I’ve been writing a book under a terribly tight contract deadline, and much of the time I’ve been working on it, I’ve been afraid I wouldn’t be able to finish the book. At least, not a very good book. When first given the deadline, I marked off the last two weeks for revisions and allocated word counts for every day of those earlier eight weeks for first draft. It all looked impossible—writing the first draft in so few weeks and revising in merely two weeks. I am, after all, a confirmed reviser of manuscripts. I tell my students that good writing is inevitably re-writing. And how can I make this book good with only two weeks to rewrite it?
It’s been a high-stress time, and as real life tends to do, other parts of my life have not lain down in submission to this overwhelming deadline. Serious health issues have dogged my daughter. My youngest son needed help in returning to Kansas City from eight years in Iowa for grad school. The other freelance and teaching commitments I’d already made wouldn’t vanish into thin air for me, either. And it’s been the prime time for traveling to promote the book just out, Every Broken Trust. So I’ve had to write in the spaces around these things.
But, last week, I finished that first draft of Every Hidden Fear, the third Skeet Bannion book, and I’m solidly into the revision process now. And lo and behold! My first reader feels I’ve written a good book—with, of course, some weak areas that I’m currently working on in revision. After a couple of days off to let it rest and do some marathon freelance work sessions, I read it straight through, making edit notes, and agreed.
So now my anxiety is not about being able to write the book, but can I revise it to make it as strong and complex as my other books in this limited time. I’ve written new scenes that were needed to make it structurally stronger. I’ve cut and changed other scenes for the same reasons. I had to make substantial changes in every scene in the book where one character appeared or other characters discussed her. I’ve beefed up a couple of secondary characters. Now that the structural, big picture stuff has been mostly taken care of, I’m going through the book scene by scene, making sure all the details that bring a place, people, a story to life are in place—weather, landscape, the five senses, emotional reactions, and more. When I’ve finished with this, I’ll start at the beginning again, doing line edits to compress and tighten and make the language sing.
It’s pretty intense work, and I’ve been putting in ten- to twelve-hour days on this book since I got this deadline when I only had two chapters and a two-paragraph synopsis written. I lose track of the date and time and weather. While I was writing the final scenes in a frenzy last week, I left my house for a SinC meeting and was almost overwhelmed by the heat and sun because I’d been living and writing a blizzard so deeply that the real weather came as a shock. My email inbox is a disaster area. I wake in the middle of the night, dreaming the book. I have hardly any other conversation.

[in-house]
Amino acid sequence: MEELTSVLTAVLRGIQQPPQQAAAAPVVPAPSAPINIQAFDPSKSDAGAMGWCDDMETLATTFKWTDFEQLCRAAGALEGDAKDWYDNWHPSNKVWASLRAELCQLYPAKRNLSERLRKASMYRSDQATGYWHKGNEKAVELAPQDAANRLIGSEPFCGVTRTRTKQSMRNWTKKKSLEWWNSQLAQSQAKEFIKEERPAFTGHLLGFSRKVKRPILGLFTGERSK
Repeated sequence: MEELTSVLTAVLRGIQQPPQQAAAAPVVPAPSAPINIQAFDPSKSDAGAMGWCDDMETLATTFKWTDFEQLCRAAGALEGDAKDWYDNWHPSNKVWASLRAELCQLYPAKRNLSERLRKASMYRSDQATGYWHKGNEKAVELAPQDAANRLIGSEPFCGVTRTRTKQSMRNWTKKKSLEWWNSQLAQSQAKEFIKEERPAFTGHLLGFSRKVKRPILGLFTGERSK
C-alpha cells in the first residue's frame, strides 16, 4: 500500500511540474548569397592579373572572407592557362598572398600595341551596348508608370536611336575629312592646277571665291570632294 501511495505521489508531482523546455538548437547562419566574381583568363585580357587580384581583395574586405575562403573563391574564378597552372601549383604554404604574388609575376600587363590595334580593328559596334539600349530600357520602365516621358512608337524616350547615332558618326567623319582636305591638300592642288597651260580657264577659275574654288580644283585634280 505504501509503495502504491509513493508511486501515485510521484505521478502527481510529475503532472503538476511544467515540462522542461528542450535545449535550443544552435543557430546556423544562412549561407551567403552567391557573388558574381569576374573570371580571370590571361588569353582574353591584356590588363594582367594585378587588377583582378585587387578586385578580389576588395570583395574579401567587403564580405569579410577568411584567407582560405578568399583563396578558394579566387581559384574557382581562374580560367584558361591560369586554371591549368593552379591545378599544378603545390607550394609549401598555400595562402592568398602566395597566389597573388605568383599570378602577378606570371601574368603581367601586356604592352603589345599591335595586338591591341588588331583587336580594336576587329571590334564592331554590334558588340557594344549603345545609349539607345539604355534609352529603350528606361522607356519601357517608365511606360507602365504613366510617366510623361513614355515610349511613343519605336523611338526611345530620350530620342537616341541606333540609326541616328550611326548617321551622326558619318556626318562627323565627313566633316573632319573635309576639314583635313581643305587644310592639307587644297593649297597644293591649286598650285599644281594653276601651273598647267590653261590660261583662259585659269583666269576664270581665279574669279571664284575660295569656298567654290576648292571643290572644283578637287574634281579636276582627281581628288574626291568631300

But it’s happening. Just as the draft took shape in a time frame that I never would have thought possible, so the revision is moving along. If nothing else, this experience has taught me that I can do more than I believed I could. That’s valuable information to have. I never want to have to write a book to final form in such a short time again, but if necessary, I know I can do it. That will certainly take away a lot of fear from any longer deadlines I end up facing in the future. “Heck, I can do that. I’ve done it in half that time.”
I remember Agatha Christie writing in her autobiography about the book she had to write immediately after her first husband left her and she had a nervous breakdown, leading to her highly publicized disappearance. She had a child to support and a book contract she had to meet. Even though her life had crashed down around her ankles. She never felt less like writing in her life, she said, but she had to go through with it. She always said that was the book that made her a real professional writer, and she learned a hard lesson from it—a professional writes whether she feels like it or not. I feel like I’ve learned the same lesson Agatha learned.
Have you had an experience when you learned you could do something you would have thought was too difficult? Was there a time when you knew you were a real professional at your writing because you didn’t give up and came through?
I hate being overcommitted, because to me a commitment I’ve made is a commitment I’ll do anything possible to meet. Glad you’ve found this tough time for you to also be a productive one.
It sounds like you've mastered the process! Congratulations!
I love it when I can spend hours a day writing like that, which I can sometimes do in the summer.